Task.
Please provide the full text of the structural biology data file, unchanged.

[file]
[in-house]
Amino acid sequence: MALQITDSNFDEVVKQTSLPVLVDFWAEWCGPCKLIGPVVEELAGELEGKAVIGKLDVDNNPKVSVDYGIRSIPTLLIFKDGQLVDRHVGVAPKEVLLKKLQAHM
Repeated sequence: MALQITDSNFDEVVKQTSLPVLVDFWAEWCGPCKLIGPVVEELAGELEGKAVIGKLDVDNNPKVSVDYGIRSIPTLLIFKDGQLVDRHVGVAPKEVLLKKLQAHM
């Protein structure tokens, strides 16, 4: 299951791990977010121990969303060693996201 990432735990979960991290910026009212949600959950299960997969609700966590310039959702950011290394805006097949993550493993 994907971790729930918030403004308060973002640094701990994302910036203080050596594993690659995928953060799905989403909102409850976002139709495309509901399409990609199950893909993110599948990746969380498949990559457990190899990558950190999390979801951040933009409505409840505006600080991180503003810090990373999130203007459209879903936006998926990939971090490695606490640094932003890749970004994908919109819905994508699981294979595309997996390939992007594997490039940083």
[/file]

[in-house]
Amino acid sequence: MALQITDSNFDEVVKQTSLPVLVDFWAEWCGPCKLIGPVVEELAGELEGKAVIGKLDVDNNPKVSVDYGIRSIPTLLIFKDGQLVDRHVGVAPKEVLLKKLQAHM
Repeated sequence: MALQITDSNFDEVVKQTSLPVLVDFWAEWCGPCKLIGPVVEELAGELEGKAVIGKLDVDNNPKVSVDYGIRSIPTLLIFKDGQLVDRHVGVAPKEVLLKKLQAHM
């Protein structure tokens, strides 16, 4: 299951791990977010121990969303060693996201 990432735990979960991290910026009212949600959950299960997969609700966590310039959702950011290394805006097949993550493993 994907971790729930918030403004308060973002640094701990994302910036203080050596594993690659995928953060799905989403909102409850976002139709495309509901399409990609199950893909993110599948990746969380498949990559457990190899990558950190999390979801951040933009409505409840505006600080991180503003810090990373999130203007459209879903936006998926990939971090490695606490640094932003890749970004994908919109819905994508699981294979595309997996390939992007594997490039940083």